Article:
Among the other states may be California, which is investigating Centene’s role in providing pharmacy benefits to its Medicaid enrollees, KHN first reported in April. Florida and South Carolina have signed legal agreements with a Mississippi-based firm, Liston & Deas, that has represented other states, including Texas, in their pharmacy benefit inquiries into Centene.
Still, the settlements haven’t caused the business relationships to end. In Ohio and Mississippi, the company has renewed key state managed-care contracts after settling the pharmacy benefit allegations.
And just last week, Centene announced that Texas had renewed the contract of the company’s Texas affiliate, Superior HealthPlan, to deliver health care to foster care children and youths — despite the July settlement over its prescription drug management. Centene did not disclose the new contract’s financial terms.
An undisclosed portion of the Texas prescription drug settlement is expected to go to the federal government because of its role in helping finance Medicaid. Centene’s agreement with Texas required the company to pay half the settlement amount in August.
Centene probably agreed to pay more to Texas than Ohio because of a larger number of prescription drug claims there, said Antonio Ciaccia, president of 3 Axis Advisors, a consulting firm that has worked with Liston & Deas on drug billing issues.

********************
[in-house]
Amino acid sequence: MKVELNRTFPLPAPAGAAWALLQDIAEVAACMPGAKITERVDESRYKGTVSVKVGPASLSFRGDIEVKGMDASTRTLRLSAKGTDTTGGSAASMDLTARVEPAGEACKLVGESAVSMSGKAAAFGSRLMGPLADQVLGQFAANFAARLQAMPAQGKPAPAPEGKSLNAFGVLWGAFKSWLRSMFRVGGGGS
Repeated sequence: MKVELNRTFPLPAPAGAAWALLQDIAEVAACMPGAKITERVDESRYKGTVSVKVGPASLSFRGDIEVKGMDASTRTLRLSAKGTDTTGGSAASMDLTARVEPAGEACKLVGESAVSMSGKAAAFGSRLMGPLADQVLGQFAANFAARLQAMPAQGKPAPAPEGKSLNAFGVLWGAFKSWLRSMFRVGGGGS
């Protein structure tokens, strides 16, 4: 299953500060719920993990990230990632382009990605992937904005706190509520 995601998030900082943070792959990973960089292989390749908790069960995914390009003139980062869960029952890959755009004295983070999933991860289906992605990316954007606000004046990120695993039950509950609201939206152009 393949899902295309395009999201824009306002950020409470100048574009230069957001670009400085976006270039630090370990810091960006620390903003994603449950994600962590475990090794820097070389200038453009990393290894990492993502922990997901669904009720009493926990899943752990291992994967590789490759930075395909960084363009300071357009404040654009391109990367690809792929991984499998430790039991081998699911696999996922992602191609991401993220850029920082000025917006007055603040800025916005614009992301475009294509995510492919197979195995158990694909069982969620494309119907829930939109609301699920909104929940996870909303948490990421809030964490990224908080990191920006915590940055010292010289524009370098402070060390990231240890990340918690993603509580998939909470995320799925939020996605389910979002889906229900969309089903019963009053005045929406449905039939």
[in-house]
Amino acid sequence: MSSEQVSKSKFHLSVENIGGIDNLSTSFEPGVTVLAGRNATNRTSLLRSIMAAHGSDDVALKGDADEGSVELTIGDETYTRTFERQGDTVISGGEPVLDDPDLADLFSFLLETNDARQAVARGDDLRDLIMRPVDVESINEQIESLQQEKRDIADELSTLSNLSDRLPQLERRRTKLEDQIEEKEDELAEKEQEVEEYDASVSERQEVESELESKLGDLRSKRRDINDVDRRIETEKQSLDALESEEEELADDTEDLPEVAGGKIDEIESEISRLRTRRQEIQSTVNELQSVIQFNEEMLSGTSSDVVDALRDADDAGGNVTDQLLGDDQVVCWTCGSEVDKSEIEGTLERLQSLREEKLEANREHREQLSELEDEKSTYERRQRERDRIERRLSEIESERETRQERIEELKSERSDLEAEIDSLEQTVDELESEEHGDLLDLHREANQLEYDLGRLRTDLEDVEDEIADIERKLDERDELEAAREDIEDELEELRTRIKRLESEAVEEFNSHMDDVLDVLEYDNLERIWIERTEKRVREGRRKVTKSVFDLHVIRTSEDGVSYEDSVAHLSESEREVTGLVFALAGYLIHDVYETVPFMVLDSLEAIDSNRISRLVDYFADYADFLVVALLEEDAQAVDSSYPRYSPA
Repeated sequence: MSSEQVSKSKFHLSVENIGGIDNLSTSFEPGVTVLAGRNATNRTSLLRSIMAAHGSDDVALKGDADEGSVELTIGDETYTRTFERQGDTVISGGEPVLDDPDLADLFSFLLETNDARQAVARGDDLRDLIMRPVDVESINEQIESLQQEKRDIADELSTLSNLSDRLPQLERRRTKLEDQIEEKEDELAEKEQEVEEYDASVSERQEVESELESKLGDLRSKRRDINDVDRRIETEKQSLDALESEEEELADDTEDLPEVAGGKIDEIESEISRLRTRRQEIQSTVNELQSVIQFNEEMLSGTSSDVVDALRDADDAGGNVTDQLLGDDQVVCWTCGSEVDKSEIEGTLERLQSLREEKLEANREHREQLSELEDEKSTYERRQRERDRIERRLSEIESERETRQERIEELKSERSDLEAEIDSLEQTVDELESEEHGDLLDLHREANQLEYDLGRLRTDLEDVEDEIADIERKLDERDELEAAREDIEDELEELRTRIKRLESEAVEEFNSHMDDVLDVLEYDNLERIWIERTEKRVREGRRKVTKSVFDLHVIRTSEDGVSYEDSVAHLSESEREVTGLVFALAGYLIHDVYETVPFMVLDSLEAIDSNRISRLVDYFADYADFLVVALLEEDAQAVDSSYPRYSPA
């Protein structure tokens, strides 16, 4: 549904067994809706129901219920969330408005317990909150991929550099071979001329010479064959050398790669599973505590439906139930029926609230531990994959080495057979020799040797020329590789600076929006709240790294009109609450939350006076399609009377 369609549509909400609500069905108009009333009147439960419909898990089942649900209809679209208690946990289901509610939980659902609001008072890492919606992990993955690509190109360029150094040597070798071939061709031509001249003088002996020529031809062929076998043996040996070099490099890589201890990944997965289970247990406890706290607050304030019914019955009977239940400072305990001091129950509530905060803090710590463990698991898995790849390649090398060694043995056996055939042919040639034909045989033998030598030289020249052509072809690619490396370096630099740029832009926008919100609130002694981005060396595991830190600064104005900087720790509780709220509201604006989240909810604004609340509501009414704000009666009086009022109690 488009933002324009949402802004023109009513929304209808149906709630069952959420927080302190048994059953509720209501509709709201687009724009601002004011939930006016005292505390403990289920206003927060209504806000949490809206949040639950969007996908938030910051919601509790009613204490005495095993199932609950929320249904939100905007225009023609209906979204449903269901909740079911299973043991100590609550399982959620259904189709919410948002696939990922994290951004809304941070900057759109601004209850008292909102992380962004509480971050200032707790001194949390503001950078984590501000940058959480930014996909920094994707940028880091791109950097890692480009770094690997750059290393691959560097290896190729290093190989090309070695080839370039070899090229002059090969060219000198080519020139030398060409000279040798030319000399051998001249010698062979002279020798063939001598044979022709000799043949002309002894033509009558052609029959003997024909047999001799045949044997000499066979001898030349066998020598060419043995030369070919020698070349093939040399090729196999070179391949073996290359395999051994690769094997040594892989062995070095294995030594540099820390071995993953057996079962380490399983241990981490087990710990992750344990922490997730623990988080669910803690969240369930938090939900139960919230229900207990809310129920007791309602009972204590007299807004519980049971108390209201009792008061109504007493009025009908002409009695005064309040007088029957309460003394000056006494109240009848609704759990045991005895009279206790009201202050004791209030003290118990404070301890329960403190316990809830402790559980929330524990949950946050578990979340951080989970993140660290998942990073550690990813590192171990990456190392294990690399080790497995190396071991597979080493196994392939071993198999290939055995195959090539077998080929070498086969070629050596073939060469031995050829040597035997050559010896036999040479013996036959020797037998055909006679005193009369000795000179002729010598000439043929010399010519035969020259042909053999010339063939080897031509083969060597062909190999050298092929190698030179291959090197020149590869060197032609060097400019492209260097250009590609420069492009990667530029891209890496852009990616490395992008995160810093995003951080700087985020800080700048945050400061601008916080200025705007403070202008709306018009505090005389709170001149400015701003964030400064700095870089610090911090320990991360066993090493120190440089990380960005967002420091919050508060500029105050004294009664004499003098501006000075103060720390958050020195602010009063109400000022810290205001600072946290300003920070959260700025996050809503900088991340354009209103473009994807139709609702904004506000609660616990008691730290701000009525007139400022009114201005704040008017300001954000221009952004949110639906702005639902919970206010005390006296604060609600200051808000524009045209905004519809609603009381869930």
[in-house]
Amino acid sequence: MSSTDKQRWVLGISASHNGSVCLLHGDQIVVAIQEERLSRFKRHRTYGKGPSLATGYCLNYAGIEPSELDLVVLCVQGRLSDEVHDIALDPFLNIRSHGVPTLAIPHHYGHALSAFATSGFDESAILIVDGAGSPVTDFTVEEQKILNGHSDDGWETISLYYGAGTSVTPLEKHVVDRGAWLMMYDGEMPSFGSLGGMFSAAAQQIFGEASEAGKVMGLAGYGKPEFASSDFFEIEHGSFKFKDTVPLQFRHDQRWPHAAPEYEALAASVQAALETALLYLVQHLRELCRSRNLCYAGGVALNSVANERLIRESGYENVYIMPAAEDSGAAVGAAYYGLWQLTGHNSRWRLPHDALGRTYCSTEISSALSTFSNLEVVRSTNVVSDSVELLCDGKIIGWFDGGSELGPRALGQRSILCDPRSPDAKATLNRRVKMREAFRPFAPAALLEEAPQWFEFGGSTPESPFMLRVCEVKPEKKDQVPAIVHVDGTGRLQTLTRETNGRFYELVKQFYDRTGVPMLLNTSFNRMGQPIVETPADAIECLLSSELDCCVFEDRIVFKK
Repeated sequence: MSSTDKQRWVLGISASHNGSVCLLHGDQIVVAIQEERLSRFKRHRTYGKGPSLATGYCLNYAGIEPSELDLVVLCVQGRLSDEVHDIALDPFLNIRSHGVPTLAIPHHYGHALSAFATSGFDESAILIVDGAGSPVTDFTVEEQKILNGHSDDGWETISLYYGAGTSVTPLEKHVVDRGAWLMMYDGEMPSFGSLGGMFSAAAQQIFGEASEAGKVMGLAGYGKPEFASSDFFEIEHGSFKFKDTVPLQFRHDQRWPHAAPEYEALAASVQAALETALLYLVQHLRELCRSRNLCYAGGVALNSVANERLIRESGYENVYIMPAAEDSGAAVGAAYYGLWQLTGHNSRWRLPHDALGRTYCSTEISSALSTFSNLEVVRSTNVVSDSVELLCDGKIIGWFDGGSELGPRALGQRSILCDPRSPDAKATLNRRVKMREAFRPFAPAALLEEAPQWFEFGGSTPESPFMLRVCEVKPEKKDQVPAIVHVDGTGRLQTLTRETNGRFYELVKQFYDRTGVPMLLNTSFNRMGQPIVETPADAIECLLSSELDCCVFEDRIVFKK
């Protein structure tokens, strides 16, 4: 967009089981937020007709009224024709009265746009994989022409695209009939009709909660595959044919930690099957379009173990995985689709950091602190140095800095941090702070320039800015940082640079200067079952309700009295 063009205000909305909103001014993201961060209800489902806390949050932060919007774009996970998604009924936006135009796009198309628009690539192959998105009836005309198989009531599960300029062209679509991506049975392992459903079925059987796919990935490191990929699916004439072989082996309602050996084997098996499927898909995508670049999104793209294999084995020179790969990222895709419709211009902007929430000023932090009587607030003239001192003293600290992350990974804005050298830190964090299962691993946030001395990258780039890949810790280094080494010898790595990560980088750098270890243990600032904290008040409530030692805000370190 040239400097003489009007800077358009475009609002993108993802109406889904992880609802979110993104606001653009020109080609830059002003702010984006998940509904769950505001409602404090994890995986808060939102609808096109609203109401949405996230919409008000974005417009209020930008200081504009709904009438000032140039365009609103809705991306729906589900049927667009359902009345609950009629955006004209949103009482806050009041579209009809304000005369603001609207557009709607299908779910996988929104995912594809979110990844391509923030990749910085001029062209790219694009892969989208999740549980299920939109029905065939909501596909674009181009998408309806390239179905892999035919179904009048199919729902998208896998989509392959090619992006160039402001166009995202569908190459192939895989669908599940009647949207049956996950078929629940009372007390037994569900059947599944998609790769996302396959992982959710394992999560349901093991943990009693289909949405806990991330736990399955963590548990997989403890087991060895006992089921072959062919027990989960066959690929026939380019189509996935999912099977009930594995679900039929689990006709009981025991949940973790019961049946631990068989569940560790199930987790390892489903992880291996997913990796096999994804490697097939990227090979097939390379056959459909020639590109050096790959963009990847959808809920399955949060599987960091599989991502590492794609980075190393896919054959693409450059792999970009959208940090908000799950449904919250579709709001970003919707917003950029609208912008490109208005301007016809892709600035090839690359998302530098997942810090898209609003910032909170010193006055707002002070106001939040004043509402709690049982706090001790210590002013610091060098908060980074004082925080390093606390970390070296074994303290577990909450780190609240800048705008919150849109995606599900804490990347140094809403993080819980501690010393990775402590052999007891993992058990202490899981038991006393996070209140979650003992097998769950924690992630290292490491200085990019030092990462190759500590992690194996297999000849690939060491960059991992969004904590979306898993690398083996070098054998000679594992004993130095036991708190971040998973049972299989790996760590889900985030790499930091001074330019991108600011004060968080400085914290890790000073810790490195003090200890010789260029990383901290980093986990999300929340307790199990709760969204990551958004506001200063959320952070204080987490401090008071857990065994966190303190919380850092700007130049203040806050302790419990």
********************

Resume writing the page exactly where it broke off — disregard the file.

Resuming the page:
“The results we achieved in this case send a clear message to providers that Texas expects transparency from its Medicaid partners as required by Texas law,” said Attorney General Ken Paxton in a statement. The office did not clarify why it didn’t disclose the settlement earlier.
Pharmacy benefit managers in general have drawn increasing scrutiny and criticism. The Federal Trade Commission announced in June that it was launching an investigation into the pharmacy benefit management industry and its impact on consumer access to prescription drugs and medication costs.
“You’re seeing increasing recognition that this is an important part of the drug affordability problem in our country,” said Erin Trish, associate professor at the University of Southern California School of Pharmacy. “This is actually a pretty consolidated and poorly functioning industry that’s hidden under the veil of opacity and secrecy for a decade or so now.”
Rebecca Grapevine contributed to this article.
This story was produced by KHN, which publishes California Healthline, an editorially independent service of the California Health Care Foundation.